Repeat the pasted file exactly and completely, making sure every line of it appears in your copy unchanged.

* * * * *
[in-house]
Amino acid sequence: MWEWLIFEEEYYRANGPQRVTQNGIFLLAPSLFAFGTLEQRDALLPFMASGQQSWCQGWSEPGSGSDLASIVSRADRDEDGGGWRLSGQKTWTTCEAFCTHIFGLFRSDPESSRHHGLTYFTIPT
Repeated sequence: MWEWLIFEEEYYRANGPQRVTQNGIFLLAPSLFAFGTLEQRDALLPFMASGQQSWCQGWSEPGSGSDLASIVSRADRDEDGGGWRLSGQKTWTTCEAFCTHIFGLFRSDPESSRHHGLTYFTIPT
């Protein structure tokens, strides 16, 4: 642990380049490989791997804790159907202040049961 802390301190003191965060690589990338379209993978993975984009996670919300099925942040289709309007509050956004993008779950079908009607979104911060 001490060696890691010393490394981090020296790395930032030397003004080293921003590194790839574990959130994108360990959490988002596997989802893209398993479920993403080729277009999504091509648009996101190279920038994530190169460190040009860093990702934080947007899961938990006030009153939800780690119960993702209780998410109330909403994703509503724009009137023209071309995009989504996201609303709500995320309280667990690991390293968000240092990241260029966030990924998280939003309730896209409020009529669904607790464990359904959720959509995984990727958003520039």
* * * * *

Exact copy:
[in-house]
Amino acid sequence: MWEWLIFEEEYYRANGPQRVTQNGIFLLAPSLFAFGTLEQRDALLPFMASGQQSWCQGWSEPGSGSDLASIVSRADRDEDGGGWRLSGQKTWTTCEAFCTHIFGLFRSDPESSRHHGLTYFTIPT
Repeated sequence: MWEWLIFEEEYYRANGPQRVTQNGIFLLAPSLFAFGTLEQRDALLPFMASGQQSWCQGWSEPGSGSDLASIVSRADRDEDGGGWRLSGQKTWTTCEAFCTHIFGLFRSDPESSRHHGLTYFTIPT
């Protein structure tokens, strides 16, 4: 642990380049490989791997804790159907202040049961 802390301190003191965060690589990338379209993978993975984009996670919300099925942040289709309007509050956004993008779950079908009607979104911060 001490060696890691010393490394981090020296790395930032030397003004080293921003590194790839574990959130994108360990959490988002596997989802893209398993479920993403080729277009999504091509648009996101190279920038994530190169460190040009860093990702934080947007899961938990006030009153939800780690119960993702209780998410109330909403994703509503724009009137023209071309995009989504996201609303709500995320309280667990690991390293968000240092990241260029966030990924998280939003309730896209409020009529669904607790464990359904959720959509995984990727958003520039």